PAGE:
Brazil Receives  USD 1.7 Billion from New Development Bank

NDB provides financing for sustainable development programs in the largest country in Latin America. Another  USD 1 billion loan was signed by the Bank in October with the Brazilian Government.

On Wednesday, December 6th, Brazil signed two loans totaling  USD 1.7 billion with the New Development Bank (NDB). His Excellency, the President of the Federative Republic of Brazil, Luiz Inácio Lula da Silva, attended the contract signing ceremony for the “green loans” at the headquarters of the National Bank for Economic and Social Development (BNDES) in Rio de Janeiro. The contracts were signed by Mrs. Dilma Rousseff, President of the New Development Bank, and Mr. Aloizio Mercadante, President of BNDES.

The first loan of USD 500 million will finance the BNDES Climate Program to reduce greenhouse gas emissions and enable climate change adaptation actions. The USD 1.2 billion contract will support the sustainable infrastructure program and assistance to states and municipalities. “The mission of the NDB is to mobilize resources for investments in logistical, economic, and social development, expand alternative energies, and protect countries against climate change,” said Mrs. Dilma Rousseff.

BNDES will provide resources to the public and private sectors for projects in renewable energy, urban mobility, water and sanitation, transportation, and social infrastructure — information and communication technologies (ICTs) — with a focus on education and health. With a 24-year term, the financing allows up to 30% of the resources to be used by the bank for debenture financing in the defined sectors.

“The funds come at a crucial time when combating climate change is essential for the country’s sustainable development,” Mrs. Rousseff recalls. As the former President of Brazil, she and Mr. Lula da Silva participated in the United Nations Conference of the Parties meetings in Dubai, UAE, along with Mr. Mercadante. The world discusses at COP28 how to increase resources to reduce greenhouse gas emissions and meet the Paris Agreement’s goal of limiting global warming to 1.5°C by 2100.

“BNDES is an important vector for raising local and international resources for sustainable development and can finance various types of projects at the scale and speed required by the climate emergency,” said Mr. Mercadante. Former Presidents Pepe Mujica (Uruguay) and Ernesto Samper (Colombia) also attended the signing ceremony.

Approved by the Federal Senate of Brazil, the borrowings from the NDB are backed by the sovereign guarantee of the Union. The resources will be used by BNDES to finance public and private investments throughout the national territory, enhancing the Brazilian bank’s capacity to support the transition to a low-carbon economy and climate agenda.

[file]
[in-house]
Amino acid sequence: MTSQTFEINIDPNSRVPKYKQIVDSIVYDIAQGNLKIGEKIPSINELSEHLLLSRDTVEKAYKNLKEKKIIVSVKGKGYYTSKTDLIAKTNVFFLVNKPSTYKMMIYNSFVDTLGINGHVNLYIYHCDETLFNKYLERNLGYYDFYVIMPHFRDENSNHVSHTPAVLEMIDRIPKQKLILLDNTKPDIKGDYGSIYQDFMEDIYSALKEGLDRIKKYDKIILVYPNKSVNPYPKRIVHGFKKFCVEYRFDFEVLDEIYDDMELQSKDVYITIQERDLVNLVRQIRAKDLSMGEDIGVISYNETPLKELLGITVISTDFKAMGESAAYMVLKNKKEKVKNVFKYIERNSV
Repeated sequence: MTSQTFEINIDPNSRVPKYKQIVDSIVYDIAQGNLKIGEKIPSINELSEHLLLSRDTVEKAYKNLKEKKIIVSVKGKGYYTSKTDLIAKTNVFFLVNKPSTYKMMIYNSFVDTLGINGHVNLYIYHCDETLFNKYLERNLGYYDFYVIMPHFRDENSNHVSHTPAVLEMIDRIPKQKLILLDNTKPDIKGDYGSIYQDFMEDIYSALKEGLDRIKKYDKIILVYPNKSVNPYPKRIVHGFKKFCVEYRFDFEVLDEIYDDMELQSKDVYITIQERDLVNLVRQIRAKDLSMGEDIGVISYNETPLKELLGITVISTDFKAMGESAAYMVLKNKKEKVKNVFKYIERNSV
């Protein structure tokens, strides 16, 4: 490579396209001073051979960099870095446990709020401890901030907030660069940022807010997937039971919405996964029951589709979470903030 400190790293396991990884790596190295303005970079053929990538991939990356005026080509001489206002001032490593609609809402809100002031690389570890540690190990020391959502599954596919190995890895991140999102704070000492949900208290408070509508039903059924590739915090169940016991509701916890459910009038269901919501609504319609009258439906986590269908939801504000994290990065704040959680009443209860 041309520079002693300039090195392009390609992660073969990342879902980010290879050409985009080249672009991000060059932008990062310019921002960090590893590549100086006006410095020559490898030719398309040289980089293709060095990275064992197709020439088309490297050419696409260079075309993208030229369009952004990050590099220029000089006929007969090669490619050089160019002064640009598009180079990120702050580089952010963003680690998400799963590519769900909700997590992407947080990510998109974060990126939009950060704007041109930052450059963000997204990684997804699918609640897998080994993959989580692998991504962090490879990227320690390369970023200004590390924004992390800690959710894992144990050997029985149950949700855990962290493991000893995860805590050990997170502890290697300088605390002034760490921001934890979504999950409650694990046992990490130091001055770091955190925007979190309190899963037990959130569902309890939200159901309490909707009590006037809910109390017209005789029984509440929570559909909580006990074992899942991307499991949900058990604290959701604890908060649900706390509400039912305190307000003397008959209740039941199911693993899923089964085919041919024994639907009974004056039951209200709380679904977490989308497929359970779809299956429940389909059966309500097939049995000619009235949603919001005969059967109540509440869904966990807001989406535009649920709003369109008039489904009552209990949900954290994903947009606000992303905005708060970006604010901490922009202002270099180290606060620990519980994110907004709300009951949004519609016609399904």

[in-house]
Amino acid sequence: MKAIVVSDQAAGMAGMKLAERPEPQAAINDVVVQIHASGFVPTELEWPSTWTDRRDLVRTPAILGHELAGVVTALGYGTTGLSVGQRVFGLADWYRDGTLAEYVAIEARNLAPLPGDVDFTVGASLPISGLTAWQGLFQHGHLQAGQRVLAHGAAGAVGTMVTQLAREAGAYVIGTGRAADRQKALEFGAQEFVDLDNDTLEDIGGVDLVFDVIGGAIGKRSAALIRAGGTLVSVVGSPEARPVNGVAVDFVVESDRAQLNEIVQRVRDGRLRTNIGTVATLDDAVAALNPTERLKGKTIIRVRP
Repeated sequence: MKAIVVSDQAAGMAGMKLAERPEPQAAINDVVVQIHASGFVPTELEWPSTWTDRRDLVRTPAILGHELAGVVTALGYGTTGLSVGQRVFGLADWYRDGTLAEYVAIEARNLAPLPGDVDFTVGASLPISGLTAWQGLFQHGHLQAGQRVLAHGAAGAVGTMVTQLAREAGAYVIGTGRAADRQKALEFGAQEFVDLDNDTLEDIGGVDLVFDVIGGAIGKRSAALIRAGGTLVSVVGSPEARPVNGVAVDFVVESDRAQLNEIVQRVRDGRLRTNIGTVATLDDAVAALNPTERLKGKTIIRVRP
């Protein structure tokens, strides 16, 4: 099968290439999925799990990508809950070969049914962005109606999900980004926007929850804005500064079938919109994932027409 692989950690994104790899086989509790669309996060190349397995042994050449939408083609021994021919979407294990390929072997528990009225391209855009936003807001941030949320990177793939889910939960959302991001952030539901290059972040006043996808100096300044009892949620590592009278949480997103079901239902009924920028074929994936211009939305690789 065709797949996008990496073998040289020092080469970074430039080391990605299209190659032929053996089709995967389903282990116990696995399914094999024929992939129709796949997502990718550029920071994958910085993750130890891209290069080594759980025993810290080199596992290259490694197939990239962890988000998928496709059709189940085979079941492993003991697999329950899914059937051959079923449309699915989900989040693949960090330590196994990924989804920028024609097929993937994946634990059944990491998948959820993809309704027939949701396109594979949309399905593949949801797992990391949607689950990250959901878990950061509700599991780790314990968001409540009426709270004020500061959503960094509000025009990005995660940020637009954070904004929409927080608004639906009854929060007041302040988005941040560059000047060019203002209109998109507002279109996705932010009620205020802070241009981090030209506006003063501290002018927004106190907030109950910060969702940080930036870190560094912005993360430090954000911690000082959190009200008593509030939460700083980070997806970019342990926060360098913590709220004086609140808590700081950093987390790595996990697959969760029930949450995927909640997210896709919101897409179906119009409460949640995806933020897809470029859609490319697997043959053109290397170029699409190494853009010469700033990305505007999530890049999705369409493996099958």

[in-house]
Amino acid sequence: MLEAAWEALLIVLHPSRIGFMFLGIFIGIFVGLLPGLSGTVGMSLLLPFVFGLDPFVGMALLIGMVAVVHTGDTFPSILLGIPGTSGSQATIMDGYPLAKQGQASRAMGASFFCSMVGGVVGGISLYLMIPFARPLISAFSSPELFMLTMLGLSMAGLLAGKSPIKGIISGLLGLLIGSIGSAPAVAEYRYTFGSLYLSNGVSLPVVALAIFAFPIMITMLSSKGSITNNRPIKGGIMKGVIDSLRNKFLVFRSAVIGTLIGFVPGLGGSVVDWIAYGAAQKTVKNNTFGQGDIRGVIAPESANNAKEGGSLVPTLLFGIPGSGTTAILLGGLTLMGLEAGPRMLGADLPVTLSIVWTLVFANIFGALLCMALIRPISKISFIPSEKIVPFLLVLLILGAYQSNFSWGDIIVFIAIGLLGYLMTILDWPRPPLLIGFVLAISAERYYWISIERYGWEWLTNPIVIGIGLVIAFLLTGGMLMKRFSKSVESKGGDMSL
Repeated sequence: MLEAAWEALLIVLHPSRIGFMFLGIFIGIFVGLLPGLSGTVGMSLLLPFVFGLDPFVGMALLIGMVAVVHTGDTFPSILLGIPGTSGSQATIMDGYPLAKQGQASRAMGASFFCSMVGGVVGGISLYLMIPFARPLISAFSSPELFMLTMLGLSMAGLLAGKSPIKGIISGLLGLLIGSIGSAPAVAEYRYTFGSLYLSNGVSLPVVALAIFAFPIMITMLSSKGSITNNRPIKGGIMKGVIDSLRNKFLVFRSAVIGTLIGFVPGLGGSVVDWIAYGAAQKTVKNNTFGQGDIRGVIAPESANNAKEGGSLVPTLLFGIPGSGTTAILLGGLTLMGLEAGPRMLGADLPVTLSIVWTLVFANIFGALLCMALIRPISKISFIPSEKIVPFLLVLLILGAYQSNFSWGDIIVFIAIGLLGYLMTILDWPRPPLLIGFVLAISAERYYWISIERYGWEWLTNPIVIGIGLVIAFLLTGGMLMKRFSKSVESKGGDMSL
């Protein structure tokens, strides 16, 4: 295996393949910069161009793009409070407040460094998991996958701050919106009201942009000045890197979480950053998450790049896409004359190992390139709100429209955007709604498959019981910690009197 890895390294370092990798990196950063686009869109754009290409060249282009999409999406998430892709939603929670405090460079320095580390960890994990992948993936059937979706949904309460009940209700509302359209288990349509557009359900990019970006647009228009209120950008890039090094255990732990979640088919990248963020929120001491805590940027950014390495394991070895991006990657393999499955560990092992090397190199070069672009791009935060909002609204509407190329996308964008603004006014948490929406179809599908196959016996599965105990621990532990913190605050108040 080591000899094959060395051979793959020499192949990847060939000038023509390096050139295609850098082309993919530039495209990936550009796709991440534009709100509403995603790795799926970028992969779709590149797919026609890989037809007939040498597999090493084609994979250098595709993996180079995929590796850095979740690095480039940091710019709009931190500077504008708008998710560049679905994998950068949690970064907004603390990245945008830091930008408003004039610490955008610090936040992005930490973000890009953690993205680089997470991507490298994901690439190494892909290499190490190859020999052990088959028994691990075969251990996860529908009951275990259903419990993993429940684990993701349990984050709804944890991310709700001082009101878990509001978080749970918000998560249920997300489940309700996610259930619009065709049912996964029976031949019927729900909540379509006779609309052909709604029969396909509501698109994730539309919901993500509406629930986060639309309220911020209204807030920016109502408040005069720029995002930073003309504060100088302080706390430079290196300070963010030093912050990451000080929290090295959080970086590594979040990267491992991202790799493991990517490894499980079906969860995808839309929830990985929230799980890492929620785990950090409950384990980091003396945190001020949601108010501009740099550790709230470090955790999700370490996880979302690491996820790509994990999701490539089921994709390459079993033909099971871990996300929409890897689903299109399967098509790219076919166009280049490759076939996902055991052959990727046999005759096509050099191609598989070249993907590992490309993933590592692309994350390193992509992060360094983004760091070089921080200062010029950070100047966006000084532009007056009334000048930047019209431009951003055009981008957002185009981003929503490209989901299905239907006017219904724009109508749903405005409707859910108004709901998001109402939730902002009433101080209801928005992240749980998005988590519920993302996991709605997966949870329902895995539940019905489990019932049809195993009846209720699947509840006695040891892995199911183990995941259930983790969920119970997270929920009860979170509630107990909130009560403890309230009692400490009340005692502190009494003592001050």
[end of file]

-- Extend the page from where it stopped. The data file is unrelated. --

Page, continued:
“Development for us has to be sustainable and inclusive,” reminded the President of the NDB. “The BRICS bank seeks to contribute to improving living conditions for the majority of the population in developing countries, while promoting the dissemination of successful experiences in sustainable development and cooperation based on the spirit of true multilateralism.”

Since its inception, the NDB has supported 94 direct investment projects in each member country, amounting to approximately $33.8 billion. The bank has a pipeline of 78 projects for 2023 and 2024 totaling another $18.9 billion.

According to Mrs. Rousseff, of the total approved projects, the NDB allocated approximately $6.1 billion to Brazil over eight years, financing 21 projects. “Of this total, $2.8 billion or 45.9% of the resources for Brazil were approved only during my administration this year,” she said. In total, only the federal government received $2.7 billion from the BRICS Bank this year.

In October, another loan from the NDB, worth $1 billion, was finalized by Mrs. Dilma with the Finance Minister of Brazil, Mr. Fernando Haddad, during a meeting in Marrakech, Morocco. The funds were allocated to the Emergency Credit Access Program (FGI), created in 2020 to minimize the impacts of the COVID-19 crisis on small and medium-sized businesses. Again, it was only executed in 2023 through the initiative of Lula’s government. Until then, the previous government had disregarded the offer.

Regarding the two new loans, it’s important to note that implementing climate change mitigation and adaptation measures is considered significant as it helps Brazil meet its commitments under the Paris Agreement and the United Nations Sustainable Development Goals.

In 2015, under the Paris Agreement, Brazil presented its Nationally Determined Contribution (NDC), committing to reduce greenhouse gas emissions by 37% relative to 2005 levels by 2025 and by 43% by 2030. To fulfill its NDCs and commitments to sustainable development under the SDGs, Brazil needed an increase in resources and investments.

“We are working hard to meet the needs of the member countries of the so-called BRICS Bank,” Mrs. Dilma Rousseff said. The mission of the NDB, since its creation in 2014 by the governments of the five BRICS countries, is to mobilize resources for investments in logistical, economic, and social development, expand alternative energies, protect against climate changes, and build connectivity with digital infrastructure.

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